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Wednesday, September 17, 2014

Doctor Who Rewind - Planet Of The Spiders

With six months of solid Pertwee in the can, myself and my small trusty companion donned our capes and frilly shirts one last time in order to bid farewell to the third Doctor with mixed emotions.

This last story manages to tie up a few lose ends from earlier in the 11th series very nicely and with long time producer Barry Letts writing under the name of Robert Sloman, a theme heavily influenced by Buddhism (one of his passions) gives us a very thoughtful affair about what it means to live a good life.

Being someone who had a real fear of Spiders as a child (and still do) I have vague memories of watching this back in 1974 as a five year old and being scared to death. In fact this story may well have been the source of my phobia.

Captain Mike Yates's story arc from Invasion Of The Dinosaurs is firstly addressed in episode one. Having allowed himself to be compromised by nasty baddies previously, he was discharged from UNIT. Here we see him attending a Buddhist meditation centre in order to find new meaning in his life. What he finds though is some odd goings on in the basement by a group of middle aged men chanting incantations in order to invoke some kind of higher power. They are led by power crazed ego maniac Lupton.

The Doctor, experimenting with psychic ability, is trying to tap into the mind of Professor Clegg at Unit HQ, this backfires when his subject has a heart attack after having a vision of giant spiders (yes, the Doctor indirectly causes his death! Shock horror). This happens when the Prof comes into contact with the blue Metebelis Three crystal from a few stories back, and which he lovingly gave to Joe Grant when she left on her trip to the amazon after getting married. She sends it back with a note that it is causing her a spot of trouble.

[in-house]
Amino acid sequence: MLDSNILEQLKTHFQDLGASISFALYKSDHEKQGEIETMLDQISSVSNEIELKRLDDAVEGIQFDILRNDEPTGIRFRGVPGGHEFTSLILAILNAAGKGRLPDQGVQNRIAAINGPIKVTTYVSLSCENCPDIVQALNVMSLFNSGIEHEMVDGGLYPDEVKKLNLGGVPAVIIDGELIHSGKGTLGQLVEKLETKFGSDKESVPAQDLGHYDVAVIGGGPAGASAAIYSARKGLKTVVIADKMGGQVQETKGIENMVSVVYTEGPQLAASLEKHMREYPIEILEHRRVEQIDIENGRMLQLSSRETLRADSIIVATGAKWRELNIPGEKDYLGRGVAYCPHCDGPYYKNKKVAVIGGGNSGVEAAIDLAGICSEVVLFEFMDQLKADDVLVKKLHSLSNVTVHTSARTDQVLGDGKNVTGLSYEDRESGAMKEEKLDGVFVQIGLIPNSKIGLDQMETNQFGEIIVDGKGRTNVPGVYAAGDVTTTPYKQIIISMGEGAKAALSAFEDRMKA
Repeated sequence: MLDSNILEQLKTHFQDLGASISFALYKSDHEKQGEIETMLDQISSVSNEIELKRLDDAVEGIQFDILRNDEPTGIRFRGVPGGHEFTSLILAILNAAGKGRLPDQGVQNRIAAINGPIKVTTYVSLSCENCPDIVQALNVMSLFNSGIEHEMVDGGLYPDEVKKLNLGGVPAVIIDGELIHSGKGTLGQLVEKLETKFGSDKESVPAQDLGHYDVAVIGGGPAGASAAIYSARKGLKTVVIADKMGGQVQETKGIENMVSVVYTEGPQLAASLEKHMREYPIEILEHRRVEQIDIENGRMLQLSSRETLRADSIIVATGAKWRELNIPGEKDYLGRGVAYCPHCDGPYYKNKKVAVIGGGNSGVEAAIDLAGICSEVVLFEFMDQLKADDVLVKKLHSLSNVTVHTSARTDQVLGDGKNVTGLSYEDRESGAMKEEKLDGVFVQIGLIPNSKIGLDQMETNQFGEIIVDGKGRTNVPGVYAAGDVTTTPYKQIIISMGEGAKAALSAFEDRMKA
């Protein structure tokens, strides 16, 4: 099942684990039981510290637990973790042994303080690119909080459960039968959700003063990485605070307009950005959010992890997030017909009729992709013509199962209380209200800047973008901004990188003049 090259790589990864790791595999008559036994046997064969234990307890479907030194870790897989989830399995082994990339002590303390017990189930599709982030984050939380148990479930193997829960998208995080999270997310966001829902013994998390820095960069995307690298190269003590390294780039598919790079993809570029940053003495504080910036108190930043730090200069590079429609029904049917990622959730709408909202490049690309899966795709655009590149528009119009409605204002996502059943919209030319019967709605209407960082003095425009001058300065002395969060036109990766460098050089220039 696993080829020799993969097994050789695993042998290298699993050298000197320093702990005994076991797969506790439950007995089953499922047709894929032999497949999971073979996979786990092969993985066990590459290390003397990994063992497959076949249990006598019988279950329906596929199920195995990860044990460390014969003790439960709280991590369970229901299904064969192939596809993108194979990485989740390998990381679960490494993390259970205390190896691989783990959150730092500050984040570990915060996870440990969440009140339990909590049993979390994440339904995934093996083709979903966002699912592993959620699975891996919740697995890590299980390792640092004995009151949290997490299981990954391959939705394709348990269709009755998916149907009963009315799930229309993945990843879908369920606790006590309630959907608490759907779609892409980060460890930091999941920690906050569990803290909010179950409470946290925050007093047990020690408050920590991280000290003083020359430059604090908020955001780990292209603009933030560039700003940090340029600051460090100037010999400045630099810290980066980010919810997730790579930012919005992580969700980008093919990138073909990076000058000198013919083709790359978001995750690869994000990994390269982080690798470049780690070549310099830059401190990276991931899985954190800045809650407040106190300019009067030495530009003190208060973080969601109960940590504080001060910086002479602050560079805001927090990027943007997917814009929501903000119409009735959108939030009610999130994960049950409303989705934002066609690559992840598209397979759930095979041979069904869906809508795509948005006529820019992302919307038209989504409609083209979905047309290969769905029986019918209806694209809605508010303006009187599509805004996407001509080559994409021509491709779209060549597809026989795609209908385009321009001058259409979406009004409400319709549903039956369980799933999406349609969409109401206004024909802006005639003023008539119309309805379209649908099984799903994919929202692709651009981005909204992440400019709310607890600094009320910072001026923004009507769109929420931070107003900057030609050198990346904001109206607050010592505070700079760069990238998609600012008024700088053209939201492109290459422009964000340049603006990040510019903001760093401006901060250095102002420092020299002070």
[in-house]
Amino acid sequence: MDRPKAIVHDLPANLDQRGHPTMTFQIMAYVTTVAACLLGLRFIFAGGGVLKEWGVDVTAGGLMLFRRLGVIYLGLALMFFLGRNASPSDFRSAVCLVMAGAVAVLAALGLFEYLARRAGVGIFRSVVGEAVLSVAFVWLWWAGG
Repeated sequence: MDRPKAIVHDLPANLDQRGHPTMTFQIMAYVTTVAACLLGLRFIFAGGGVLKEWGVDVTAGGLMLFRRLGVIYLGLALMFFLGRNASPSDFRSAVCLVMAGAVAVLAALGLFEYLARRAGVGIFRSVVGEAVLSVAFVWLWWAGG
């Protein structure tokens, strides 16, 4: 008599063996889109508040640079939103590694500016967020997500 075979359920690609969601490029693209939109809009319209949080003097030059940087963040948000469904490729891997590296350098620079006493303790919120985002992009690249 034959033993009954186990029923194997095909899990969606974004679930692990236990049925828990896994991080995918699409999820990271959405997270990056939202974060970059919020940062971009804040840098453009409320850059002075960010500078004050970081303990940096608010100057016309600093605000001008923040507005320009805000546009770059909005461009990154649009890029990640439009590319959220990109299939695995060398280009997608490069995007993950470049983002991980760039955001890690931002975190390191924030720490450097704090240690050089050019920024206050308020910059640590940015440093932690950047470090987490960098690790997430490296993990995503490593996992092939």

At the same time Yates and Sarah Jane witness Lupton's group making contact with a rather large eight legged creature with materialises in the basement. The spider leaps onto Lupton's back and takes control of his mind, issuing commands to him through a voice in his head.

Sarah Jane relates these events to the Doctor and he connects the death of the professor with them.

Most of episode two of the story is taken up with a tour de force Pertwee / Lupton multi vehicle chase. This being his last fling as the flamboyant action thrill seeking Doctor, Pertwee had probably requested they give him a big send off. So we get Lupton trying to steal the crystal and the Doctor giving chase. First it's the Who mobile verses Bessy then we swap to a one man helicopter and plane before finally, a speedboat and hovercraft. It just keeps on coming at you, improbable as it seems. And best of all, Pertwee being the speed freak that he was, is mostly in control of the said vehicles on screen.

There are some fantastic ideas in this story around transformation. One of them involving a character called Tommy, a handyman from the retreat with learning difficulties. In the first half of the story we see him in his child like persona collecting trinkets in a box under the stairs. Nobody really thinks anymore of him than a harmless spare part, but after he comes into contact with the crystal he gains the ability to read and articulate himself. It's a wonderful alternative to seeing the traits the crystal has magnified in others, such as the greed of Lupton. Poor Tommy wants nothing more than to be understood and excepted and that's what he gets.

Of course we also have the Planet of the Spiders itself, Metebelis Three, looking slightly less menacing than when we saw it at the start if The Green Death. And the spiders themselves? Despite this being the 1970's, the actual design and FX to bring them to life are more than effective enough to instil fear into any arachnophobe. Even Pertwee himself looks scared to death when he faces the giant queen.

But in the end, what we have here is a story of the consequences of the Doctor trying to redeem himself. At the retreat, the Doctor encounters an old friend, a fellow time lord and his old teacher from Galifrey, now occupying the body of a Tibetan lama called K'canpo.

K'canpo tells the Doctor that he must return what he has taken, the Crystal. When he took it, he himself started the chain of events that would eventually lead to his downfall and regeneration (and it's in this story that the process of change the Doctor undertakes is referred to as regeneration for the first time).

When the crystal is returned to the queen, it generates a force so strong it kills both her and the other spiders, and leaves the Doctor so weak he can barely make it back to the TARDIS.

After three weeks he returns to unit HQ and staggers out. With a little help from the spirit of his old mentor (who had transmuted at the retreat) the regeneration process kicks in and we see the face of Tom Baker appear.